REVIEW – The Overnighters (2013)
FilmJuice have my review of Jesse Moss’s rather frustrating documentary The Overnighters.
The documentary is set against the backdrop of the North Dakota oil boom, which saw a massive expansion in the North Dakota oil industry at a time when many Americans were losing their jobs and their homes in the Great Recession. However, while North Dakota now has the lowest unemployment rate of any state in the Union, the job market expanded so quickly and generated so much money that the state’s rental sector simply could not keep up meaning that many Americans travelled thousands of miles to get a job in the oil industry only to realise that their new job didn’t pay enough to allow them to cover rent. The film revolves around a Lutheran pastor who set up a programme that would allow the working poor to sleep on the floor of his church.
The documentary is at its absolute best when it shows the inhumanity and indifference of American institutions:
The most striking thing about this documentary is how little support Reinke gets from… well… anyone. The oil industry in North Dakota is going through a period of historic expansion and yet despite record profits rolling in to corporate coffers, none of the oil companies seems to provide food or shelter for the thousands of people they employ. The oil boom has reportedly given the under-populated state of North Dakota a billion-dollar budget surplus and yet the state would rather shut down the church and ban people from living in caravans than find a way to house and feed the thousands of people who helped to create that surplus. Even more shocking is the way that Reinke is forced to battle his own church as parishioners file into his office and trumpet their Christian values in the same breath as they complain about poor people making the place look untidy.
However, rather than expanding this critique into something more systematic, Moss takes the disastrous decision to focus upon the human element and the experiences of the men who are running and relying on the Overnighters programme. This approach is quite traditional in American documentaries as human interest stories sell better than analytical pieces but you can only make that kind of film when the humans are interested in telling their stories and the men who feature in The Overnighters keep their emotional cards very close to their chests. As I point out in my review, Herzog’s Into the Abyss is a great example of how to use human stories to build a social critique but Herzog’s interviews help his subject to develop their own thoughts whereas Moss seemed reluctant to ask any questions whatsoever. For example, one of the subjects spends his time spouting vitriol after being asked to leave the church and Moss neither challenges his vitriolic remarks or tries to determine what actually happened. Similarly, the film seems to imply that one of the subjects might well have been sexually involved with a man staying in the church who then blackmailed him but Moss never bothers to ask questions that might have allowed him to share the real story of what happens at the end of the film. The Overnighters had the potential to be a great little documentary about the plight of America’s working poor but rather than making that film, Moss tried to make a film about people’s feelings when nobody wanted to discuss them.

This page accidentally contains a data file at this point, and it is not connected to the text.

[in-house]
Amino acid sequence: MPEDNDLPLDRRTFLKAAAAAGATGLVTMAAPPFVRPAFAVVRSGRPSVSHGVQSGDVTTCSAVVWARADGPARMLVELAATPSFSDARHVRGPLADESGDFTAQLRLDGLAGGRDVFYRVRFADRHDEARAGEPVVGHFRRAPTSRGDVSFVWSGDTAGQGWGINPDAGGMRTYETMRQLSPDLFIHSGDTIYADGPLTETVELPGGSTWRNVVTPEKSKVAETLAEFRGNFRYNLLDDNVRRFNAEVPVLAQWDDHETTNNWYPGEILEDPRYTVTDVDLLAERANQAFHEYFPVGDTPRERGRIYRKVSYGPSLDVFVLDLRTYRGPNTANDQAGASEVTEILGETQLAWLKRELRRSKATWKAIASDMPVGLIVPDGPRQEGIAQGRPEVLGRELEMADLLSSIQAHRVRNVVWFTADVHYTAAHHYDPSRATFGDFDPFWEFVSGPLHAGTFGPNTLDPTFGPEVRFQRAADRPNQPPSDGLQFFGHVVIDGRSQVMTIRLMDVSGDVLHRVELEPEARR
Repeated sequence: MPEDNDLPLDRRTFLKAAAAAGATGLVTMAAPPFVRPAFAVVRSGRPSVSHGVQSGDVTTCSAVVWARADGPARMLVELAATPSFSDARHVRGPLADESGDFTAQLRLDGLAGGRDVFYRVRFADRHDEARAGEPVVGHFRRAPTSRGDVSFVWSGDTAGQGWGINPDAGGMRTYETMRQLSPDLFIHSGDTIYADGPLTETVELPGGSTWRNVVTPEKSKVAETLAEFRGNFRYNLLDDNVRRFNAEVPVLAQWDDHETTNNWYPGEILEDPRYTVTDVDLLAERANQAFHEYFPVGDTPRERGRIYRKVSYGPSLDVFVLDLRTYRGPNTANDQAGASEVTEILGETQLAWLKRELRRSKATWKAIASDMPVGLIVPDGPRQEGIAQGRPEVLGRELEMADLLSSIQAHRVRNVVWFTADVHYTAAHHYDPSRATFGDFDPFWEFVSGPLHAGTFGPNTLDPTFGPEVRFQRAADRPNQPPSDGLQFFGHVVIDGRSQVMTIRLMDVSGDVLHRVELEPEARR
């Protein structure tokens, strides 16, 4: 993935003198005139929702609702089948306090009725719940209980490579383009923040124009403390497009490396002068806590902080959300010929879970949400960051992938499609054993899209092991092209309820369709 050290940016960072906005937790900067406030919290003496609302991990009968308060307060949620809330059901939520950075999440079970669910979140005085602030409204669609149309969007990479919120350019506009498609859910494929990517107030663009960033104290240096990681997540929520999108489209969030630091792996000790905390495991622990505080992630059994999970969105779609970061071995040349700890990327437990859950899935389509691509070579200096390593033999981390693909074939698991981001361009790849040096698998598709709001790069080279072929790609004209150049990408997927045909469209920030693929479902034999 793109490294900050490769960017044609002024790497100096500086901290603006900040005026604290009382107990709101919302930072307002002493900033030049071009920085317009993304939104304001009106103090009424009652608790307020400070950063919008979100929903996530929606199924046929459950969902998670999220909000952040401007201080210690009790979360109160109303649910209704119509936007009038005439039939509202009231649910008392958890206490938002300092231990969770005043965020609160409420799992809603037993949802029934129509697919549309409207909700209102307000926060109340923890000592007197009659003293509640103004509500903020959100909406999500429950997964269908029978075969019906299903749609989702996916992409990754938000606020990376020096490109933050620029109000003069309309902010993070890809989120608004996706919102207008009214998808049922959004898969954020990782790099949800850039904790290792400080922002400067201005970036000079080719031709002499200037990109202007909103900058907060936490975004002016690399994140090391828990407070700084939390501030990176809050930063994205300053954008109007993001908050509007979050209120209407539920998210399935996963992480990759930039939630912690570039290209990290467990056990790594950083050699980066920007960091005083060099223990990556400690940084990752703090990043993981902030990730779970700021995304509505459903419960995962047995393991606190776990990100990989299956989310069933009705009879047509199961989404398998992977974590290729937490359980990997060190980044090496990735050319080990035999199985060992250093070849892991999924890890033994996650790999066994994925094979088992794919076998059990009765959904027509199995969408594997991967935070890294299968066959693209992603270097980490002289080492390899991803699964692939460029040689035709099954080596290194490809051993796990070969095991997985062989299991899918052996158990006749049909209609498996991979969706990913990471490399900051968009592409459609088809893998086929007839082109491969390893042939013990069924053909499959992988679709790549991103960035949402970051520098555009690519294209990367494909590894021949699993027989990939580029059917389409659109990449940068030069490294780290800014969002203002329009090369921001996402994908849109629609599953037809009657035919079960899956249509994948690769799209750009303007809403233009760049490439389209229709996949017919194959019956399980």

Another issue the film brought to light is the role of charity in perpetuating systemic inequality. According to the film, the oil industry did not pay its workers a living wage in the sense that their salaries did not allow them to make rent and feed themselves, forcing hundreds of people to sleep in their cars. It does not seem unreasonable to suggest that, allowed to continue unchecked, these working practices would have resulted in hundreds of deaths and people fleeing the cold of North Dakota in order to return home. The resulting humanitarian disaster and shrinking of the labour pool would presumably have resulted in either the state stepping in or employers raising wages and building dormitories to arrest declining production. While charities like the Overnighters might prevent humanitarian disasters and save hundreds of lives, they do provide both the state and the public sector with an excuse for not changing their practices. After all, why would an oil company build dormitories when a church down the road provides one at no cost to them? Watching The Overnighters, I was struck by the fact that the only way of addressing systemic inequality is at a systematic level: Workers can’t make rent? raise the minimum wage. Rents too high? Cap them. People forced to sleep in their cars because their wages are too low? raise corporate taxes and use the money to provide cheap social housing. There is something faintly obscene about the fact that the oil boom gave the state of North Dakota a seven-figure budget surplus and yet the only time we hear from the state in the film is when they are trying to shut down the church or ban people from sleeping in caravans.